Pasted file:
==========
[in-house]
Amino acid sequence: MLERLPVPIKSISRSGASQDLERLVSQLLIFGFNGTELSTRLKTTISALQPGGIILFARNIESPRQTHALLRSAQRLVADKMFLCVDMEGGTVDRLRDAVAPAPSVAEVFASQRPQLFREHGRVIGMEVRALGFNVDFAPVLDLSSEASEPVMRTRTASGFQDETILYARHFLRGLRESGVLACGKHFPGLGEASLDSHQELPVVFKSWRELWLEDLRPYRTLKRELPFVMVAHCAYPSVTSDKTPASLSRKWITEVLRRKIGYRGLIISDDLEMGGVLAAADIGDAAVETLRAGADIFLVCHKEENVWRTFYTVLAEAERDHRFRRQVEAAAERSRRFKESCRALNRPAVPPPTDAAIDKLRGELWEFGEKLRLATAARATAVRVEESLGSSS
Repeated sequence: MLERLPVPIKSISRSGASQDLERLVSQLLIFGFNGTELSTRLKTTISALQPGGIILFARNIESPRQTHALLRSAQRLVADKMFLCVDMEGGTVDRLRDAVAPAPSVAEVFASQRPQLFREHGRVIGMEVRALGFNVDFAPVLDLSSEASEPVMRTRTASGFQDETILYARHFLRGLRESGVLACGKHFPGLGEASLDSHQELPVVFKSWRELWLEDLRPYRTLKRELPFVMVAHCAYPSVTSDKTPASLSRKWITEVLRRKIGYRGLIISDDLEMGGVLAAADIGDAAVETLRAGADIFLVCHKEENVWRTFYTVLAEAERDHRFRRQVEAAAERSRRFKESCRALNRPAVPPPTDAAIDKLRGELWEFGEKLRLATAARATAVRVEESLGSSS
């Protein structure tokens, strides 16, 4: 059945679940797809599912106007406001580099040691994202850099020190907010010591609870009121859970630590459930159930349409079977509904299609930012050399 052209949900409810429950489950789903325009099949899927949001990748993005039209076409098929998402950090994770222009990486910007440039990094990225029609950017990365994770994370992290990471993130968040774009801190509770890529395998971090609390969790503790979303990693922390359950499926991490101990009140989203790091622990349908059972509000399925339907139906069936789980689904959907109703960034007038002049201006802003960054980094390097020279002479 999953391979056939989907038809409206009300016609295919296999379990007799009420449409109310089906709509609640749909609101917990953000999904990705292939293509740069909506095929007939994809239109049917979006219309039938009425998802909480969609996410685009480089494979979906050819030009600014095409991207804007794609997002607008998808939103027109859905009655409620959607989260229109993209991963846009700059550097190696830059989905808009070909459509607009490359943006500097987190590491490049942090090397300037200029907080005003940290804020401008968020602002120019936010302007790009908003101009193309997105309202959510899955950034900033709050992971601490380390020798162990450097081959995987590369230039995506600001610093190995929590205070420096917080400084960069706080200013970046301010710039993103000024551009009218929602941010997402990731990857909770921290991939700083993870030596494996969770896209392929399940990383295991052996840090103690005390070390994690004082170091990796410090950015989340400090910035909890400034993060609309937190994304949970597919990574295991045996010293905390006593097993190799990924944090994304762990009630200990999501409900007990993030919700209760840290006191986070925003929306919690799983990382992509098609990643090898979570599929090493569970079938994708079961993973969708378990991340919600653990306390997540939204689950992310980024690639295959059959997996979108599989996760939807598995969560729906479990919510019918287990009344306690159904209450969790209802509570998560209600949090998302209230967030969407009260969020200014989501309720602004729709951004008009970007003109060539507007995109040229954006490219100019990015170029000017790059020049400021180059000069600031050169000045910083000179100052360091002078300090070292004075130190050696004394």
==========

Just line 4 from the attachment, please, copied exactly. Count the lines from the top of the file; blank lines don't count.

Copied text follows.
């Protein structure tokens, strides 16, 4: 059945679940797809599912106007406001580099040691994202850099020190907010010591609870009121859970630590459930159930349409079977509904299609930012050399 052209949900409810429950489950789903325009099949899927949001990748993005039209076409098929998402950090994770222009990486910007440039990094990225029609950017990365994770994370992290990471993130968040774009801190509770890529395998971090609390969790503790979303990693922390359950499926991490101990009140989203790091622990349908059972509000399925339907139906069936789980689904959907109703960034007038002049201006802003960054980094390097020279002479 999953391979056939989907038809409206009300016609295919296999379990007799009420449409109310089906709509609640749909609101917990953000999904990705292939293509740069909506095929007939994809239109049917979006219309039938009425998802909480969609996410685009480089494979979906050819030009600014095409991207804007794609997002607008998808939103027109859905009655409620959607989260229109993209991963846009700059550097190696830059989905808009070909459509607009490359943006500097987190590491490049942090090397300037200029907080005003940290804020401008968020602002120019936010302007790009908003101009193309997105309202959510899955950034900033709050992971601490380390020798162990450097081959995987590369230039995506600001610093190995929590205070420096917080400084960069706080200013970046301010710039993103000024551009009218929602941010997402990731990857909770921290991939700083993870030596494996969770896209392929399940990383295991052996840090103690005390070390994690004082170091990796410090950015989340400090910035909890400034993060609309937190994304949970597919990574295991045996010293905390006593097993190799990924944090994304762990009630200990999501409900007990993030919700209760840290006191986070925003929306919690799983990382992509098609990643090898979570599929090493569970079938994708079961993973969708378990991340919600653990306390997540939204689950992310980024690639295959059959997996979108599989996760939807598995969560729906479990919510019918287990009344306690159904209450969790209802509570998560209600949090998302209230967030969407009260969020200014989501309720602004729709951004008009970007003109060539507007995109040229954006490219100019990015170029000017790059020049400021180059000069600031050169000045910083000179100052360091002078300090070292004075130190050696004394």